What Math Teachers Can Learn from Magicians

Yeah, you read that right! I know many of you are now probably thinking about at least one, or likely, a combination of these questions:

  1. What could math teachers possibly have to learn from magicians?
    1. How could there be a connection between these two very different careers?
  2. How would Mike know?

Beginning with the last question probably makes the most sense.  At an early age I developed a fascination with magic, sleight of hand to be specific. Any magician I saw perform – either on TV or live – filled me with wonder. Certainly, some of that wonder was directed toward how the trick or illusion worked, but even beyond that I wondered how I could learn to create this wonder in others. Since I was about 10, I have studied magic and about 7 years later I began performing magic shows at schools, for church groups, and even for a few holiday parties. Once I began my career as a teacher, my role as a magician changed and I focused most of my energy on teaching.  I’ve lived the life of a magician and a teacher and over the last few years, and I’ve begun to notice the similarities between the two.

A magician’s goal is to entertain his or her audience while bringing about a sense of wonder. The means for accomplishing this goal involves the use of any combination of a number of tools including misdirection, psychology, sleight of hand, and story telling. If a magician does his or her job well, the feeling of being tricked doesn’t really enter into a spectator’s mind.  The big idea here is the creation of wonder.

wonder-bwf-quote

That’s the first thing teachers can learn!  It doesn’t take a sleight of hand artist to build a sense of wonder in students.  It takes some creativity and some work and dedication to the idea that all students deserve the chance to wonder and be curious.  All students need that sense of wonder that builds inside them and creates an intellectual need to know and learn.  

This is a great time to be a teacher of mathematics.  Evoking this wonder in students in math classes is extremely accessible because of technology and the online math community know as MTBoS. There are hundreds of math teachers out there at all grade levels and in all areas who have realized the power of making students wonder.  We’ve all been creating 3-Act Tasks and sharing ideas on blogs and webpages, twitter, and youtube or vimeo.  All for free.  They’re there for everyone to use – because we’ve all learned, through using these tasks, that it helps us build student curiosity, engages them in the mathematics and in their own learning, and it helps us build independent, creative mathematical thinkers. Here is more about why you should use 3-Act Tasks.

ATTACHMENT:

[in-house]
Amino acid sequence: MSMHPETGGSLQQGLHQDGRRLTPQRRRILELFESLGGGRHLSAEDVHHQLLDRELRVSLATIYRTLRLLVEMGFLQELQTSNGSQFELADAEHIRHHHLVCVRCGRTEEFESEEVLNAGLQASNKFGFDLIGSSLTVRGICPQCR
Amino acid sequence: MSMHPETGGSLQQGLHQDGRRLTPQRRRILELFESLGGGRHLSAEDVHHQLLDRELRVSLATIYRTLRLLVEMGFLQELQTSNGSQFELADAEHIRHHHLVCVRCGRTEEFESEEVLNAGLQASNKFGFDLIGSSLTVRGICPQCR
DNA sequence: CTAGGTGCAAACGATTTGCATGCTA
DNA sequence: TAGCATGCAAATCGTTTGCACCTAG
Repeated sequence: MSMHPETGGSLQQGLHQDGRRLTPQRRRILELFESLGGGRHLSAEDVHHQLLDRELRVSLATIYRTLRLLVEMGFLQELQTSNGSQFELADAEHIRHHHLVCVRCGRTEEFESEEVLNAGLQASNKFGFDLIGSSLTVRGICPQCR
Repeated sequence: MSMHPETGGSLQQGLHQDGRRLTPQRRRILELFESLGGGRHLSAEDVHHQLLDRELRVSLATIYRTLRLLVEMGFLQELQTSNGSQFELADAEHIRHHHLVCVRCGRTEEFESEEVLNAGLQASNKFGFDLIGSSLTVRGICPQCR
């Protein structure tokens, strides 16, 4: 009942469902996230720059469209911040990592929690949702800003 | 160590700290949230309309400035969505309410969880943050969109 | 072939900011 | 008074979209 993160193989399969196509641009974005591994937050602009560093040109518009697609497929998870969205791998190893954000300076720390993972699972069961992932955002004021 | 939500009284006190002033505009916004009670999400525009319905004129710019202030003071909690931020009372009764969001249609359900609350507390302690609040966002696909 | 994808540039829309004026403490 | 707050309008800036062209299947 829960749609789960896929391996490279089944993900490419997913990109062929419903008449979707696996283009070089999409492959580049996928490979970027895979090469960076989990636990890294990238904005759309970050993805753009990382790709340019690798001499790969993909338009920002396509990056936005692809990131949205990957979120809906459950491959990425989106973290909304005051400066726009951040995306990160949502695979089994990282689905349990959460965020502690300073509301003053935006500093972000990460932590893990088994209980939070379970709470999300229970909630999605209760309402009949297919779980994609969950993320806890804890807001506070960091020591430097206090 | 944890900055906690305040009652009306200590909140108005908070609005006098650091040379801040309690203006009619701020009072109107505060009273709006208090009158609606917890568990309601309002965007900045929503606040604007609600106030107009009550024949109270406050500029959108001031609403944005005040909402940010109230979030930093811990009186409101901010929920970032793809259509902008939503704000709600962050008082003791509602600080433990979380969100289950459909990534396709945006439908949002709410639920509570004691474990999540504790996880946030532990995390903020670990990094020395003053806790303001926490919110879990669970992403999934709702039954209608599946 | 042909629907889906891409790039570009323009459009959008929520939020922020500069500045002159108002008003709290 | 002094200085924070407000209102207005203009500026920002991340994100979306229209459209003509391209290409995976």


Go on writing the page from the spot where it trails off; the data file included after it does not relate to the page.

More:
This brings me to the second thing we can learn from magicians: we can’t do this alone! If we work together, we all benefit!  Most people probably think that magicians are private wizards who lock themselves in a room to practice and never share their secrets.  That’s a bunch of crap! Magicians realized a long time ago that if they work together, they can work more efficiently and become more productive.  Sometimes magicians work on a trick for a while, get stuck and then bring it to some friends they have in the magic community. These other magicians share their ideas, they brainstorm, and try possible solutions.  Then they test the best solution on an audience.  This can be very scary!  Think about it.  This is a trick they’ve never tried – they’ve practiced (A LOT), and maybe even performed in front of small audiences. They must be nervous!  But they go out on stage or wherever their venue is and perform it.  They have to!  It’s how they pay their bills.  Often, some of their friends who helped them are there to provide feedback.  After several performances, and feedback, the script has been adjusted and the magic has been perfected, and it becomes a part of the magician’s repertoire.

Now think about how many math teachers still work. . . alone, in their room, not sharing their ideas.  Magicians realized this was not very productive a long time ago.  Other professions did the same.  It’s time math teachers realize this too!

Take a look at the MTBoS, and see what you think.  Look at some of the sites below and see if you find something you like.  Try some ideas/lessons with your students.  It’ll be a bit scary in the beginning, but soon it’ll become part of your repertoire!  We’re all here to learn from one another because “All of us are smarter than one of us!” ~ Turtle Toms 

What I’ve learned through this whole process is that I get the same feeling of success when I create the sense of wonder in students as I did as a magician creating wonder in an audience. . . but it’s even better with students!

2 comments

  1. I really like this analogy Mike. Especially when you emphasized the wonder created over the idea of “tricks”. I’ve heard a lot of math teachers focus on the tricks in mathematics and I love how you have dispelled that idea.
    The wonder that this post has created for me is “Do you dare to share your ideas to do what’s best for students? What change can you create by NOT just closing your door and doing your own thing?”
    Thanks for allowing me under your dome.

    1. Jenise, you have free access under the dome! I love your wonders. This post was a way for me to get some ideas out that have been floating around under the dome way too long. Getting it out on the blog really helped me organize it all into something that made sense to me. I think my experiences in both of these worlds has helped me become a better teacher. Thanks for sharing your wonders!

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